One of the goals of porting Sniff to Gameboy Advance was to get games running on something that felt like real game hardware. But what should you do with your GBA files once you're done?
Well the best thing is to get yourself a real gameboy advance, and a "Flash Cart". These are special GBA cartridges with and SD card slot, so you can simply put your game onto them. Then you can play them pretty much as if they were a real game. That's pretty neat. Unfortunately Flash Carts have become harder to find as the GBA becomes increasingly obsolete.
However in our regular trawls of the internets flea markets we came across an interesting device that looks like a PSP. However instead of playing Sony games they run a Gameboy Advance emulator! While that's not as cool as running on the original hardware, they are "real" handheld game consoles that look the part, and include both built in storage (so you can download games over USB) and a microSD card slot, so you can put games on that.
Best of all they cost under £20, so we ordered one to find out what they were like!
Within a couple of weeks one arrived direct from China. It came in a fun box, and included a set of headphones and a USB cable but no charger, so we plugged it into a computer to charge. While it was charging we checked it over - I saw a review complaining it felt cheap and plastic... newsflash: it IS cheap and plastic. Anyone who is surprised by that I don't know what they were expecting, but with any realistic level of expectations its a pretty solid for the price. The screen and feel isn't as nice as more expensive consoles, but its decent enough. Mine appears to have a stuck pixel, but then again one time I had a stuck pixel on a new MacBook Pro (I wasn't happy when I was told it was "within tolerance", and shouted until I got a replacement) - in this case I'll live with it.
Within a few minutes it was charged enough to power up and gave me the option to operate in disc mode, charge or charge and play - so of course we chose charge and play.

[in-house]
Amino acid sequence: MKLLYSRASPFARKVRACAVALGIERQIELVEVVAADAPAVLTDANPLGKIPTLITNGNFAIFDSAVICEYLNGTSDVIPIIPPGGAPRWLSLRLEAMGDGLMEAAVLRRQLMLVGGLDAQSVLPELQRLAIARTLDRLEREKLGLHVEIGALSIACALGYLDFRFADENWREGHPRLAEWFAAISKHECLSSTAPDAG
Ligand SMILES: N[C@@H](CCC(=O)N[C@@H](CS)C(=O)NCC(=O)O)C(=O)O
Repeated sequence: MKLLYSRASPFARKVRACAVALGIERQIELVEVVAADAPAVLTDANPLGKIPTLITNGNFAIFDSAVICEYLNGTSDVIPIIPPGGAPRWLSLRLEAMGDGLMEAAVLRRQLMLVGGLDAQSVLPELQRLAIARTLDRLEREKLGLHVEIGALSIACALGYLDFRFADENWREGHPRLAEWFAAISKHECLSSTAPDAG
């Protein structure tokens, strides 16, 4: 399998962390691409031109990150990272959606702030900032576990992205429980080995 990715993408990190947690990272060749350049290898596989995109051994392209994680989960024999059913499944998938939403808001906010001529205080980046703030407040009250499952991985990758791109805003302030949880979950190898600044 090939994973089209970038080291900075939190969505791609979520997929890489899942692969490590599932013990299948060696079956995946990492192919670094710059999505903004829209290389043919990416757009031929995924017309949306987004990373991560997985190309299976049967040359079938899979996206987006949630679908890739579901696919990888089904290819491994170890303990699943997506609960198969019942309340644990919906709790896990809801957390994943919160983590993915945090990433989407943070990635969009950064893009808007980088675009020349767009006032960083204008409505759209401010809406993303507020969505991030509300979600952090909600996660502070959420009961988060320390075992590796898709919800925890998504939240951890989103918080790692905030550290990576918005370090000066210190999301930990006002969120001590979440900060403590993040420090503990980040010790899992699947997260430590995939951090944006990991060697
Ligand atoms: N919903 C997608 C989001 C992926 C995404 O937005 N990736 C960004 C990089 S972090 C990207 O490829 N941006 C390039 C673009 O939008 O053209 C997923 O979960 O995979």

The thing comes loaded with dozens of commercial games... Mostly GBA, but some other consoles are supported too. A lot of them seem to be odd street fighter/mortal combat clones in a variety of languages (including Japanese, Chinese, and French!). Firing them up and they mostly play pretty well. While most of them are pretty lame, there are couple of prime western titles mixed in there. One strange feature is that even though both the GBA and this device have shoulder buttons, the GBA shoulder buttons are mapped to triangle and square. Select on the device exits the game, and the right shoulder button acts as GBA select. It's all a bit odd. There seems to be some suggestion that the keys can be remapped, but I couldn't figure out how.
It's really hard to take pics go the screen!
Outside of games circle seems to be the "Activate" button, Cross is back, and square is change - this is odd, but works OK once you're used to it.
However we're not here for the pirated games! Really... we're not! In fact I could see them being a serious distraction if we try and use these for workshops. Some of the "built in" games are actually on the internal storage, and can be copied to a computer, then deleted to free up space, but a good chunk of them are part of the firmware, and can't easily be removed.
At this point we found we couldn't turn the thing off while plugged into a power source... very odd. Also to turn it ON when not connected you need to turn on the power switch, and press and hold start! Well now you know!
Anyway we put the thing in USB storage mode, and it appears as mass storage. There's a folder called games, so we made folder called Sniff inside that, and dropped in Bounce Out, Asteroids and Catch the Flowers (we'll talk about porting them to GBA in a future post).
Ejecting the disk, the thing powered into its normal mode, and we were off! Selecting Games showed the Sniff folder and we selected each game... They all ran perfectly!!! In fact they felt smoother than when we ran then on openEMU on my Mac. This might have been helped by the smaller screen, and the feel of a real game console, but they worked great.
One gotcha is the screen resolution... It's higher than a GBA. More problematically its not an exact multiple. There are therefore two ways to run a game - either with a large black border, or "full screen". Unfortunately in full screen mode some GBA rows and columns get doubled up, while others don't. This looked pretty bad for Bounce Out, as the ball wobbled in size as it moved, and the right hand blue line almost disappeared. However for most games full screen looked pretty good.
Overall this seems to be an awesome toy. I could see us buying a set of them to use with kids in more advanced workshops in the future. Proof reading through this I note I've used the word "odd" quite a few times, and this is certainly a device that has its quirks, but the "in-house test team" who did the artwork and sound for Catch the Flowers were pretty blown away to see their own game on real hardware. For less than £20, that's got to be worth it!